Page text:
# Uniform convergence and Integration question

Let $(f_k)$ be a uniformly convergent sequence of bounded functions on $[0,1]$. Suppose that the sequence $(f_k)$ converges uniformly on $[0,1]$ to a function $f$. Determine if

$\lim_{n \to +\infty}\int_0^{1-\frac{1}{n}} f_n(x)\,dx=\int_0^1 f(x)\,dx.$

So far i have proved that $f$ is continuous on the interval, however am confused

I can prove that $\lim_{n \to +\infty}\int_0^{1-\frac{1}{n}} f_n(x)\,dx=\int_0^{1-\frac{1}{n}} f(x)\,dx.$

Does the fact that the interval lies in $[0,1]$ make a difference as $\frac{1}{n}$ of $0,1$ is either $0$ or undefined, and do i use this with the FTC?

• Express the integral as a Riemann sum. Apr 25 '14 at 16:33
• What you've written on the fifth line makes no sense (having a limit on the left and the integral to $1-1/n$ on the right). You can't take limit in only one of the two places the $n$ appears. Apr 25 '14 at 16:41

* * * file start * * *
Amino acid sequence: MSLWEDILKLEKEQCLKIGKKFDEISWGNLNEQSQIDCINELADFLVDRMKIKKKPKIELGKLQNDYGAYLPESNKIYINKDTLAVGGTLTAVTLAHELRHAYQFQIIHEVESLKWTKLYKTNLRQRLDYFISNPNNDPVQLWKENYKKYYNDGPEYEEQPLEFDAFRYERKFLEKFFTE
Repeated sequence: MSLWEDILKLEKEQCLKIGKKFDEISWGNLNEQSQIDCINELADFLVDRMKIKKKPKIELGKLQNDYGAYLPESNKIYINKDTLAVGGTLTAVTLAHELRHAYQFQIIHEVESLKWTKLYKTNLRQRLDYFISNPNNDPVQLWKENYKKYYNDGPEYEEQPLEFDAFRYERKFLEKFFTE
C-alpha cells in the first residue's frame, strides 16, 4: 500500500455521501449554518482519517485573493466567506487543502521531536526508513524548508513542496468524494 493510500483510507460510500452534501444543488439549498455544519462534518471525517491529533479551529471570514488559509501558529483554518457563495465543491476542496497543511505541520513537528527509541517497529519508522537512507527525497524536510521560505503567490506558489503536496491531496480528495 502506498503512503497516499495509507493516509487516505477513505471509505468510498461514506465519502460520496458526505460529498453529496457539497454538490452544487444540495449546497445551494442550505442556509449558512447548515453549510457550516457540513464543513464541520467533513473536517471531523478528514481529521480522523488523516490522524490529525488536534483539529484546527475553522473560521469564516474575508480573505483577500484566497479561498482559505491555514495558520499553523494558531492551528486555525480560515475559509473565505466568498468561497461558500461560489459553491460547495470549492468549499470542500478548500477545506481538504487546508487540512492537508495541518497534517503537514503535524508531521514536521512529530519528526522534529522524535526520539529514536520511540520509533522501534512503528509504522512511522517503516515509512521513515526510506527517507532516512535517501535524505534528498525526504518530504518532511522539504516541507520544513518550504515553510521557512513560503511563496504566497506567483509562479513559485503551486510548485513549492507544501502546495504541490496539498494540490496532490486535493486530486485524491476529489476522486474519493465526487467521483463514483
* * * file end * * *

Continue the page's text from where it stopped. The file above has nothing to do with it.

Hint: First, show that the functions must be uniformly bounded (i.e., there is $M$ so that $|f_n(x)|\le M$ for all $n$ and all $x$). Now show the following: $$\left|\int_0^{1-1/n} f_n(x)dx - \int_0^1 f(x)dx\right| \le \int_0^1 |f_n(x)-f(x)|\,dx + \int_{1-1/n}^1 |f_n(x)|\,dx\,.$$
• Yes, but how would i get rid of that far right integral ? $$\int_{1-1/n}^1 |f_n(x)|\,dx\,.$$ Apr 27 '14 at 16:42